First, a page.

As noted by the name of the restaurant that Deveri Gifford co-owns, Brooklyn Street Local reigns supreme on local. By spending a day with Deveri, I got to see first-hand the mind behind a menu that changes daily to incorporate whatever ingredients are available. We started by shopping for produce at Eastern Market, the largest farmers market in the United States. The Market runs on Saturday, Sunday, and Tuesdays during the summer months. Saturday is the largest, most bustling day, with over 225 market vendors showing up to sell. Although there is the most variety on Saturdays, Deveri prefers the Tuesday market. It is easier for her to make her way through and buy exactly what she needs without getting bogged down by extraneous visitors. She is able to weave her way through the crowded sheds with ease, pulling her small cart behind her, reaching all the vendors that she needs to in order to make it through the rest of the week at Brooklyn Street Local.
She first stops by Holtz Farms to introduce me to Norm and pick up her spinach and potatoes. Norm had set aside a large bag of spinach for her that he hands over from behind his table. Deveri buys his potatoes and stores them to use year round. She then makes her way to the table of Keep Growing Detroit, a farm that grows in the city of Detroit. She picks up their last fennel and onion of the day. While purchasing, she is brainstorming what she will use the fennel for. “It will probably go in an omelet or a soup,” Deveri says. This style of menu, in which the items sold are planned around the produce available instead of buying produce to make specific dishes, is one thing that makes Brooklyn Street Local unique.
The restaurant, which is open Tuesday-Sunday, has different omelets, quiches, and soups on its menu every day of the week. They are always seasonal and in limited quantities. There are one to three quiches on the menu that change daily. Deveri likes to use ingredients that people may not necessarily be familiar with. “Last week, we did a bok choy omelet, which sold really well,” she said of a less-than-usual menu offering. By serving food with ingredients that people are not familiar with, she can show people the vast variety of good food out there. This helps when sourcing locally, due to the seasonality of common ingredients. Brooklyn Street does not have all ingredients at all times because they are not in season. Sometimes, customers will question why there is not something specific on the menu, and Deveri will explain that tomatoes or spinach or peppers are not in season at the moment. By doing this, the restaurant is not only serving delicious food, but becoming a channel for education about growing and where your food is coming from.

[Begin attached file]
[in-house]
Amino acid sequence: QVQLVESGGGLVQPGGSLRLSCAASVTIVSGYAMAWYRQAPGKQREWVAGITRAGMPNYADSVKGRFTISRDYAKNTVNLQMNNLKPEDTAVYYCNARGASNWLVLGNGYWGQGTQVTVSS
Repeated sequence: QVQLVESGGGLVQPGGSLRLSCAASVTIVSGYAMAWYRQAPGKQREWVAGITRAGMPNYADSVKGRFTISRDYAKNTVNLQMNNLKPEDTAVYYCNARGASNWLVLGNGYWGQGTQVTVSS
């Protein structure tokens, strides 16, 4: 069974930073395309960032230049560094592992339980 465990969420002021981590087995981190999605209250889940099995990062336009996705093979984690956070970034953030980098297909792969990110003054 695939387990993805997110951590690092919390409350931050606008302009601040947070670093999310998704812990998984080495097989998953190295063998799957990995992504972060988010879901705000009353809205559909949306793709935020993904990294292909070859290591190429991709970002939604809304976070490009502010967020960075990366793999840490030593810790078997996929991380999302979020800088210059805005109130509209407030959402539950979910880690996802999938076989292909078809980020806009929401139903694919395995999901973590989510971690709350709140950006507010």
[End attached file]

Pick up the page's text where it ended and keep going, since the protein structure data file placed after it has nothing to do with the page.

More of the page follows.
All in all, we only spent around 25 minutes at Eastern Market, in which Deveri was able to buy local spinach, potatoes, fennel, onions, blueberries, cherries, and tomatoes. The fruit will be used that week in scones. After the Market, we went back to the restaurant to do some preparation for the next day. As we walked back into the long and thin kitchen space, Deveri met her staff with friendly greetings, asking them how their days had been before flying into action. She washed kale from Keep Growing Detroit, from which Brooklyn Street Local gets 12 pounds per week. The farm is less than one-half mile from the restaurant, which is helpful if they ever need more in a pinch.
Deveri and Brooklyn Street Local embody positive purchasing by thinking about not only the great taste of locally grown produce, but also about the effects the restaurant bears on the earth and its customers. According to Deveri, "Good food is food that is grown in a sustainable way, is healthy, is environmentally sustainable, the workers are treated well, the animals that you eat are treated well. It is contributing positively to the greater community that in which it was grown or produced in."
In terms of being environmentally sustainable, local farms are often smaller than industrial ones and have a more diverse crop offering, which is a key component to healthy soil. The farms that Brooklyn Street Local source from use less chemicals and pesticides than huge farms around the country. And on a more personal level, Deveri and her staff have relationships with the farmers that they buy from. These types of long-lasting connections, the type that know your order before you place it, are not made with big brand farms. Local goes beyond the farm, but to the restaurant's employees. "We want to stay within the Detroit economy as much as we can. We prioritize hiring staff from Detroit, again to just keep the money local and keep supporting the local economy, and to support the people who live here as well and people who are engaged with the city," Deveri said.
The triple - bottom line principles all tie together, and they can all be enhanced by buying local. As put by Deveri, "Food is one of the most interconnected things in the world. We all eat. We are all eaters. It connects every single one of us, and it is connected to every single aspect of our life."